Improvements are coming to the torture track otherwise known as Mount Pleasant Road.
The lower portion of the road, from Route 94 to Hemlock Road will be resurfaced beginning in late August, said Knowlton Mayor Adele Starrs.
“The work includes repairing and replacing drains, replacing guide rail and striping,” Starrs said.
Drainage work was completed by the township Department of Public Works earlier this year. The bulk of the work will be funded by a grant from the New Jersey Department of Transportation (NJ DOT) of $136,700. The township is funding the rest of the cost with $85,000 of township funds, which were approved last year.
The contract for the resurfacing was awarded through the Morris County Cooperative Pricing Council to South State Inc., in an amount not to exceed $198,000.
The Morris County Cooperative Pricing Council, of which Knowlton is a member, was established in 1974 by four Morris County municipalities—Randolph, Dover, Denville and Roxbury. Currently managed by the Township of Randolph, membership has expanded to more than 200 government entities throughout the state.
At its June meeting, the Township Committee approved a grant application to the State DOT for improvement to the remainder of Mount Pleasant Road—about 1.3 miles between Hemlock Road and the cul-de-sac at the end. The application includes resetting on existing drainage inlets and the replacement of existing guide rail to meet current standards. It would also include striping for the road.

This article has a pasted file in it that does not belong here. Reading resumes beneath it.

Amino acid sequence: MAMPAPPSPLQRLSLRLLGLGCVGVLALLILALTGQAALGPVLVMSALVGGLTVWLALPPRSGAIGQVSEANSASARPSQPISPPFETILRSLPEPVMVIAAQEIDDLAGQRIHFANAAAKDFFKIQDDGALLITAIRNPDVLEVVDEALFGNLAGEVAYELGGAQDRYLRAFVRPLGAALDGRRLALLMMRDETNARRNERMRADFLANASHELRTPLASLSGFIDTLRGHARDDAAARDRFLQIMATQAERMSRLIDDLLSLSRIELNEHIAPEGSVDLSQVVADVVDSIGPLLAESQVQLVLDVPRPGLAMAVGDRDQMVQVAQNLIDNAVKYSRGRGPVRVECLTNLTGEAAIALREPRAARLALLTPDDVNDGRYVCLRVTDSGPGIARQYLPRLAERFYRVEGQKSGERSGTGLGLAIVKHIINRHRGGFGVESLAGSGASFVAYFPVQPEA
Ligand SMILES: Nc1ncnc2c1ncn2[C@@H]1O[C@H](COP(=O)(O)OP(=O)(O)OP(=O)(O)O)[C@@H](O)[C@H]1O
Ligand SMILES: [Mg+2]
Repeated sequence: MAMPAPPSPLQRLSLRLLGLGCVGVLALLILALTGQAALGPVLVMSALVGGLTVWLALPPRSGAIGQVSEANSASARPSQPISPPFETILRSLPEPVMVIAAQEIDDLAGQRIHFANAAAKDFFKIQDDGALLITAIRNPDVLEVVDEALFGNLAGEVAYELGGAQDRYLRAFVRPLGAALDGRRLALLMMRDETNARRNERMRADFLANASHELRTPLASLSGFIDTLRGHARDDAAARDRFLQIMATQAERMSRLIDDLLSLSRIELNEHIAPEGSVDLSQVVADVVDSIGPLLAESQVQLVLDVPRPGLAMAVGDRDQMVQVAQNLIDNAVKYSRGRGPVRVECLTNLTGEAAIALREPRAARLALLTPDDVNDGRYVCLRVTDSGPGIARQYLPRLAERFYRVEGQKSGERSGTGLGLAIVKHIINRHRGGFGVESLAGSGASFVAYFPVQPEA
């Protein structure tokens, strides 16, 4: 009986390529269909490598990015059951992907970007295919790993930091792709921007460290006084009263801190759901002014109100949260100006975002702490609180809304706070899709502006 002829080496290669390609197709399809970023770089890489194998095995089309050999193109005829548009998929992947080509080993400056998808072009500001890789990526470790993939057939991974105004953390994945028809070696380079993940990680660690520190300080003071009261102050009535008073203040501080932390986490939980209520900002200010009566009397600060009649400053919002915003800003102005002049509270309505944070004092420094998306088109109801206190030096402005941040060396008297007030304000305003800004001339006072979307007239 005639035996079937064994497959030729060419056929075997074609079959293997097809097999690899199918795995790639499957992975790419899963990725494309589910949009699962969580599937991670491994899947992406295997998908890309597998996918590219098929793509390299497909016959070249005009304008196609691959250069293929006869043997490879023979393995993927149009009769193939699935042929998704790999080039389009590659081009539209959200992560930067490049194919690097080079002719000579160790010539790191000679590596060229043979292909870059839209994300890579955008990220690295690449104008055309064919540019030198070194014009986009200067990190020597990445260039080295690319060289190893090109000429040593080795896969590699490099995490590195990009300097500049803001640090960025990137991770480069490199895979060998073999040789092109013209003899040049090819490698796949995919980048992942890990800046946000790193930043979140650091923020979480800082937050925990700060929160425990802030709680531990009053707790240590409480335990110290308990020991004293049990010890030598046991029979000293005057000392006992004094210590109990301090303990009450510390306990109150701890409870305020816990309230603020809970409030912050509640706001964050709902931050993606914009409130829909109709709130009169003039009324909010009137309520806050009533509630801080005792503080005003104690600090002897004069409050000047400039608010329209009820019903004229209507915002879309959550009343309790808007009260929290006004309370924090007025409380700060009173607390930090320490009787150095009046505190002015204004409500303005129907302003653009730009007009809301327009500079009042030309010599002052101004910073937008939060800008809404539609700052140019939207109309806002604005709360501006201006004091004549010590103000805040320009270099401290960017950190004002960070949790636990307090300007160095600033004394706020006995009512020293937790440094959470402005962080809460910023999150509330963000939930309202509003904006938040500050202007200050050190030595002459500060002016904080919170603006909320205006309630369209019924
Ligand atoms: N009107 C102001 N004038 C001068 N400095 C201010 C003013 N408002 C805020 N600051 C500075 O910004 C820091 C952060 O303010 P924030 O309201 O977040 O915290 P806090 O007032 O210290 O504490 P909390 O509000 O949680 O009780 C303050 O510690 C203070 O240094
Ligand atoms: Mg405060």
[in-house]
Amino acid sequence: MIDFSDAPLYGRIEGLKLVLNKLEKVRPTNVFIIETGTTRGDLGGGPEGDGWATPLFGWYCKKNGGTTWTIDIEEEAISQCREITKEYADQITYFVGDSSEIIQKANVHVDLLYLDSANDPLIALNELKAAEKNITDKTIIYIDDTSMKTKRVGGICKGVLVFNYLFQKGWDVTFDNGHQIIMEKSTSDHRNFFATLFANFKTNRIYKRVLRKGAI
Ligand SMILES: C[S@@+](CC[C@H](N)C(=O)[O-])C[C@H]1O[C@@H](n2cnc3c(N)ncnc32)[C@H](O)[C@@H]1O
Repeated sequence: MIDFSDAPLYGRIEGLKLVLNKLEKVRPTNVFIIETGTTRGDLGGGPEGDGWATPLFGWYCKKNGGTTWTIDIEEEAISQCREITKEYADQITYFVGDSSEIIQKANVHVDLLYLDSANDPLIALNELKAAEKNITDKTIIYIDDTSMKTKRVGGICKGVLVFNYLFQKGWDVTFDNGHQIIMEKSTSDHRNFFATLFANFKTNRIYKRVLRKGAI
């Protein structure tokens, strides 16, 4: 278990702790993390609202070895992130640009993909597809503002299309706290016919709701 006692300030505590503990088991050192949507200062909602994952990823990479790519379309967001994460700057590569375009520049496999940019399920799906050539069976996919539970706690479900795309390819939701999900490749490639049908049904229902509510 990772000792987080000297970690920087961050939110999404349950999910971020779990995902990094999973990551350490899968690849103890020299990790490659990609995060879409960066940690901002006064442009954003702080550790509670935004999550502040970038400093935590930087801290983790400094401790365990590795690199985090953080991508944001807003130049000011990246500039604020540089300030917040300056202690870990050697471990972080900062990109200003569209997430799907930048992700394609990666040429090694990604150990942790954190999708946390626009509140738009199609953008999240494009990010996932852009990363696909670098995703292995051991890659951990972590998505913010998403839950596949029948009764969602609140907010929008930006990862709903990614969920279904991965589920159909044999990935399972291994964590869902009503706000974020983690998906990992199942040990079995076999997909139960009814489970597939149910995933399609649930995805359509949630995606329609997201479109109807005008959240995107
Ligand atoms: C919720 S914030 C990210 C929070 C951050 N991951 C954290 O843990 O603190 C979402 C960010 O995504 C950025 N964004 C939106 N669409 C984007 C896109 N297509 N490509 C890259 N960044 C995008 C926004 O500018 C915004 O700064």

“If we get the grant, the project will be slated for next summer,” Starrs said.
Joe Phalon, Contributing Writer
Joe was lured out of retirement by the opportunity to be a part of The Ridgeview Echo. During a decades-long career in publishing and journalism, he has covered government on many levels from local school boards to the United States Supreme Court.
Along the way, Joe has worked at American Lawyer Magazine, The National Law Journal and The Record among other publications, and as the Press Officer of Columbia Law School. His work has been recognized with several first place awards from the Society of Professional Journalists and the New Jersey Press Association.
Being part of the Ridgeview Echo brings Joe back to his roots and the kind of news coverage he loves: Telling the stories of people and local communities as well as keeping an eye on how their money is spent by their government officials.
Joe lives in Blairstown with his wife Rose, the founder of Quilting for a Cause, and their two wiener dogs. He is an artist in his spare time.